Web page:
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Urban Disaster, Vulnerability, and Displacement: Humanitarian Challenges

More than half of the world's population now lives in urban areas. At the same time there is a higher occurrence of human-induced and natural urban disasters, and increasing numbers of displaced migrating to cities and towns. How can the humanitarian and international community respond more effectively to humanitarian challenges in the context of cities, informal settlements, and slums?

The Urban Humanitarian Action and Response Course is a one-week training organized jointly by the Institute of International Humanitarian Affairs (IIHA) and the Urban Studies Program at Fordham University. It focuses on the hurdles faced by vulnerable populations in cities and urban settlements and examines how the humanitarian community can better prepare itself for response in these complex situations. Discussion and debate with experts on disasters, populations at risk, and the urban context will identify new areas of best strategies and practices.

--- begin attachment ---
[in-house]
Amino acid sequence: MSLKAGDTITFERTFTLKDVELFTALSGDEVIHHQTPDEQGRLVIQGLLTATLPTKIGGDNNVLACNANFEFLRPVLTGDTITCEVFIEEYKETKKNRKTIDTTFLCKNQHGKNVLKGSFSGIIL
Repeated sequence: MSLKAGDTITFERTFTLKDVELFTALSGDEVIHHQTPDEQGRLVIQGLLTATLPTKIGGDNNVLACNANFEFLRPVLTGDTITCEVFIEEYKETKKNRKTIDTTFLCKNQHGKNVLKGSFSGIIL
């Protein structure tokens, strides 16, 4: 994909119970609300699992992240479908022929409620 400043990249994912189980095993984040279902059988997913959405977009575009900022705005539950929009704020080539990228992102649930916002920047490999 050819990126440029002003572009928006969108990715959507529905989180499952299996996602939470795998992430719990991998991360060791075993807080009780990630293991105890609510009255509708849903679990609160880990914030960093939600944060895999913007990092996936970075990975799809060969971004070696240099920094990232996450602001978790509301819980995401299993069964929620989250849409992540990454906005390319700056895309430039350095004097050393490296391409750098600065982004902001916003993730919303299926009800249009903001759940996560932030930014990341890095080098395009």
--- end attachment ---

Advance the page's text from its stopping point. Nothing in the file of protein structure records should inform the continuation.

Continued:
New York City is ideally suited to the urban theme of the course. It is not only one of the most populated urban areas in the world, but it is an area quite vulnerable to disasters, as evidenced by Superstorm Sandy which greatly impacted the city in 2012. New York City also hosts several UN agencies, such as OCHA, UNICEF, UN Women and UNFPA, that are involved in global humanitarian efforts to alleviate human suffering in disasters and emergencies.

This course is required for the IDOHA and IDMHA module of the MIHA. Students can take each of our short courses for academic credit toward a Master’s of Arts in International Humanitarian Action (MIHA) degree, or they can participate in the course without receiving academic credit.

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